NB, if you want to extrapolate from this to the possible long term effects of people getting excited about pale, hoppy canned / keg beer from social-media savvy small breweries regardless of whether the beer's any good or not then I'm not going to stop you...

Edd said...

I'm not surprised Buxton are switching to keg, the easiest way to get hold of their beer is to buy it by the pallet, which inevitably means they'll struggle to get the casks returned. Buxton stopped selling directly to pubs in the region a while back, preferring to use a middle man, thus artificially raising their own prices, distancing them from the publicans and customers, and the feedback you get with it.

As a pub manager I'm happy to pay a premium for good beer and I know my customers are too, not just on keg, on cask as well. Just sounds like excuses from Buxton I'd say.

Herdwick said...

Gutted re Buxton - they are on my top quality cask brewers list.

Here in West Yorks we are spoilt rotten for good cask.

DaveS - in an increasing number of freehouses, both in here and further afield, we find ourselves scanning a range of pump clips from new-ish microbreweries - most of which we have tried once and vowed never again
- and walking straight out.

Frankly it beats me how many of these beers get any repeat custom at all. You couldn't pay me to drink some of the stuff.

Erlangernick said...

It's grim up north.

Phil said...

Damn shame about Buxton. I first came across them at a MTB/tap takeover at a JDW's, of all places - they can't have been so anxious about their margins back then.

I've been to the Buxton Tap but didn't stay long - very pricey, too much so in the case of the food. Odd to find high prices at a brewery tap - odd and a bit cheeky, you might say. It was busy enough, to be fair.

py said...

I honestly wasn't even aware they did cask. Only ever see them in bottles or on keg down south. Their beer seems designed for keg.

Stonch Beer said...

This is sad. Really sad. Just shows that this craft beer revolution thing really does have its downsides. So what we've seen created is a new, frankly overpriced, market segment: small brewery craft keg. The brewery charges more, the customer pays more. The pub often takes a squeeze on its margins at the same time, I mignt add - you have to pull back from applying the same level of GP% you would on cask because the price point would just be too scary.

This isn't ideal because the small breweries already get compensated for their apparent lack of market access and for their lack of true economy of scale v. big brewers: they have goodwill piled on them by consumers, who do part of their marketing for them via social media etc; and they're compensated for their lack of efficiency due to small size by one of the most generous progressive beer duty regimes in Europe (and one that's skewed toward truly small producers far more than the German system).

Can't blame them for wanting an ever higher return on their investment, but there needs to be more push back from consumers and pubs on this. If craft brewers really did enter the market because of their love of it and a desire to "change the world one pint at a time" (as they love telling us), maybe they need to wind their necks in on their expectations of profit.

(I typed this out fast off top of head so might contain typos and word clash but hopefully will make sense)

Tandleman said...

Makes perfect sense. The problem is surely though that the market at the top end isn't one that can expand forever? How many mugs out there are there that will pay £8+ a pint or whatever?

I would argue (and observe) too that the reduced beer duty and goodwill are being jammed back up the customer's arse by price gouging. Great if you are changing the world one pint at a time? You betcha.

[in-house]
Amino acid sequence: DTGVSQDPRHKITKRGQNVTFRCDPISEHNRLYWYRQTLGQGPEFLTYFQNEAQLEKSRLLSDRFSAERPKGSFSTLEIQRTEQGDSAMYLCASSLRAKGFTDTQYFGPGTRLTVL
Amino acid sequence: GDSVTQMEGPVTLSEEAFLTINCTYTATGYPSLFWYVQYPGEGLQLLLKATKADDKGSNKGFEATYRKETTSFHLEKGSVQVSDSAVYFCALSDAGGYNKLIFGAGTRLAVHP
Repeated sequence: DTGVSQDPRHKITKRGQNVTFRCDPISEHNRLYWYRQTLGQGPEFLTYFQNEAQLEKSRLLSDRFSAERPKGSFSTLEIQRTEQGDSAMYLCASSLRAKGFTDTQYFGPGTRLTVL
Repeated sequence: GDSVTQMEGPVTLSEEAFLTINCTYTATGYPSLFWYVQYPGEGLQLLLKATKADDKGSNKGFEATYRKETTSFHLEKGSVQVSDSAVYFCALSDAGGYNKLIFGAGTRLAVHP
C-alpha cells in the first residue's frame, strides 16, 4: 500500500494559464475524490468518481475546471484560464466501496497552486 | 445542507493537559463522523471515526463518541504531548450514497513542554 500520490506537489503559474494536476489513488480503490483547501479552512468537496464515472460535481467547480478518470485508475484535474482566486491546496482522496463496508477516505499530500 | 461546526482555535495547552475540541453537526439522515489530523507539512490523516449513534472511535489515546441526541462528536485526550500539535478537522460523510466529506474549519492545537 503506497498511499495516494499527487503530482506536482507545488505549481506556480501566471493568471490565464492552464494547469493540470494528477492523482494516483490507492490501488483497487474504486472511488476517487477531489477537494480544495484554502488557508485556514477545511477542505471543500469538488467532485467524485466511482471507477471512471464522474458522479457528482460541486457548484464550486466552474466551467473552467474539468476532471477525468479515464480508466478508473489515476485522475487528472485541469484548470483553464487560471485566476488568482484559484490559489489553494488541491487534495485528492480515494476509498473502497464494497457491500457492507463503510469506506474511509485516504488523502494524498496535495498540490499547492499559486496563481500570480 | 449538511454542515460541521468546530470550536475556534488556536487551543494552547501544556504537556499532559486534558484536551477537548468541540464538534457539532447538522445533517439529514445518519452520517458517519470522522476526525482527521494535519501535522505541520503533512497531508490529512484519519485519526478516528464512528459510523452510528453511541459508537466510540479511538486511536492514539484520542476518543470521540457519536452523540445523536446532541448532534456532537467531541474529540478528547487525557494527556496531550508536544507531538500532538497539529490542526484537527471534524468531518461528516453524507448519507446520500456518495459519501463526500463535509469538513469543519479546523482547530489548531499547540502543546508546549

At least these guys, no matter how they dress up what they do, are good brewers. Does that make it better or worse? Worse probably as they built their reputation and goodwill on cask.

Tandleman said...

py: Even they say that's how they started. Interesting what Edd says.

DaveS said...

Re the last couple of comments, the obvious question to ask is why so many mediocre breweries are wasting time trying to undercut each other on £60-a-cask ale when they could just bung in a few more hops, pick up a keg filling machine on ebay and rake in the moolah by cranking out masses of "craft keg" to publicans who like the idea of craft keg but not the prices.

py said...

I wonder if it costs them any more to put a beer in keg than it does to put a beer in cask.

If they are making more money selling keg and bottle beer, and there is enough demand for it to keep their brewery at capacity, then they'd be mugs not to.

Obviously the push back has to come from consumers. If you think £6 is too much for a pint, don't buy it. Eventually both the brewery will have to cut their prices and/or the pub will cut their margins.

As I've said before, using a target GP% to set prices is incompetent management. Whether its common practice or not, its still fucking stupid.

Rob Nicholson said...

I've walked the 14 miles over the hills from Bollington to Buxton with friends three times in the past two years and we've always seeked out the Buxton Tap. However on the last visit at Easter this year we was disappointed in the beer range and this maybe explains it. There was only one cask beer under 5% on the bar and the other two were far too strong. I seemed to recall the keg beers also been pretty strong. We needed our thirst quenching after a stiff walk - not to sip on a strong beer.

So unlike previously when we've stayed there for several hours, we had some food (which was fine) and moved on. To the excellent 53 Degrees North up the hill. There is also a new micro bar there which we missed last time.

It's possible that we may even miss out the tap next time. I'm certainly not of a mind to dally there...

Whilst I think cask & keg can get on very nicely together, this does smack of being done for purely financial reasons. As Tandy says, no problem with this just don't hide behind other excuses.

Ben Viveur said...

Did somebody look at Brewdog's balance sheet since 2011 and think 'Me too'?

Camden did the same thing, of course, while Beavertown seem to be going the same way. Buxton will be a loss to the cask scene, and the emerging trend is rather worrying.

What if it's Thornbridge or Ilkley next?

Select all images with pies said...

Who cares, really? I don't care what it comes out of so long as it's good beer. Most cask is flavourless dross anyway, so no great loss.